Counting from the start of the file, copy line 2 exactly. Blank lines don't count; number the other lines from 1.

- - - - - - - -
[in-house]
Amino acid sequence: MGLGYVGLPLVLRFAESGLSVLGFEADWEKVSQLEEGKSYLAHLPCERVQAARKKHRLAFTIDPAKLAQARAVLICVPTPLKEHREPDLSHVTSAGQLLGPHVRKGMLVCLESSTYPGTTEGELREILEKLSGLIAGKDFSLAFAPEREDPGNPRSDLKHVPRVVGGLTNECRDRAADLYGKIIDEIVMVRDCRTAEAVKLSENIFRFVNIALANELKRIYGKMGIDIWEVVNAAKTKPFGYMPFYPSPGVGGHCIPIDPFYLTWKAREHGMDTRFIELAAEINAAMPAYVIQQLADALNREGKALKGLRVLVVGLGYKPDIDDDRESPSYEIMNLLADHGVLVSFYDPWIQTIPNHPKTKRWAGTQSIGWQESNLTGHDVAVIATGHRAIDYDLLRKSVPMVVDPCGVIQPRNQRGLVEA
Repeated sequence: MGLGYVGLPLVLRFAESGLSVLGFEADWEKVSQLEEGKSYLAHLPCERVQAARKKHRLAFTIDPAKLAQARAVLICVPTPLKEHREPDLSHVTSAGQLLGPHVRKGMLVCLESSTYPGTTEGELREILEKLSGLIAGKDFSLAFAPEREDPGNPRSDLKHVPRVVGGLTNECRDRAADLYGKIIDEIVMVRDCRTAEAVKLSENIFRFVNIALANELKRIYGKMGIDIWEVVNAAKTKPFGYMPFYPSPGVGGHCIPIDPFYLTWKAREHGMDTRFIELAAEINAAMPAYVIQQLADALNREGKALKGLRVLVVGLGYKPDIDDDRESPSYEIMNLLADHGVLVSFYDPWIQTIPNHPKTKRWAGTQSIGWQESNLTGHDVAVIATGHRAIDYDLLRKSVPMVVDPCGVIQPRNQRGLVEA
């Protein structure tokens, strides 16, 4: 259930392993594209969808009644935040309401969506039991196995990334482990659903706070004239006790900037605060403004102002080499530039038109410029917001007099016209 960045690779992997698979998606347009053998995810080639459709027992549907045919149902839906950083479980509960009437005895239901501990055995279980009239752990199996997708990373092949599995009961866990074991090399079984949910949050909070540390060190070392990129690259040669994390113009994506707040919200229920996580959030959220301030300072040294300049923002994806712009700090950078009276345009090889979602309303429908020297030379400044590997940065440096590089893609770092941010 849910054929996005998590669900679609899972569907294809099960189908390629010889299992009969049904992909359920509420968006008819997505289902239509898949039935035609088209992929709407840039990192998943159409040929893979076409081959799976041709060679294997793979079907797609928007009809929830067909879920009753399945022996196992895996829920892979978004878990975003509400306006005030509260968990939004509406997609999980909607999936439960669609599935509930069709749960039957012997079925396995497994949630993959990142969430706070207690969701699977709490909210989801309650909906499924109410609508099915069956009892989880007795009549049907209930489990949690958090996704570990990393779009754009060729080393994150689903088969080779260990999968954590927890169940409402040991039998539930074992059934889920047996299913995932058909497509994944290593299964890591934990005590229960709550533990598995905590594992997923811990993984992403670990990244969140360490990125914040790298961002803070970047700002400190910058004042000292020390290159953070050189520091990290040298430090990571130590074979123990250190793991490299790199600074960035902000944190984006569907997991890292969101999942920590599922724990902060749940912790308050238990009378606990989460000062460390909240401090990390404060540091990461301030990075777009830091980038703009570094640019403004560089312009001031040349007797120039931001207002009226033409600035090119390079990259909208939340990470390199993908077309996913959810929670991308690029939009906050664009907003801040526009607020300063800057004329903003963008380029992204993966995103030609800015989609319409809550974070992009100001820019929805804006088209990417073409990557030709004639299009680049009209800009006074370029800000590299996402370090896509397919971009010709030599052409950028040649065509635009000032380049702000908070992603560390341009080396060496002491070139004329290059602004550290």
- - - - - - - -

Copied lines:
Amino acid sequence: MGLGYVGLPLVLRFAESGLSVLGFEADWEKVSQLEEGKSYLAHLPCERVQAARKKHRLAFTIDPAKLAQARAVLICVPTPLKEHREPDLSHVTSAGQLLGPHVRKGMLVCLESSTYPGTTEGELREILEKLSGLIAGKDFSLAFAPEREDPGNPRSDLKHVPRVVGGLTNECRDRAADLYGKIIDEIVMVRDCRTAEAVKLSENIFRFVNIALANELKRIYGKMGIDIWEVVNAAKTKPFGYMPFYPSPGVGGHCIPIDPFYLTWKAREHGMDTRFIELAAEINAAMPAYVIQQLADALNREGKALKGLRVLVVGLGYKPDIDDDRESPSYEIMNLLADHGVLVSFYDPWIQTIPNHPKTKRWAGTQSIGWQESNLTGHDVAVIATGHRAIDYDLLRKSVPMVVDPCGVIQPRNQRGLVEA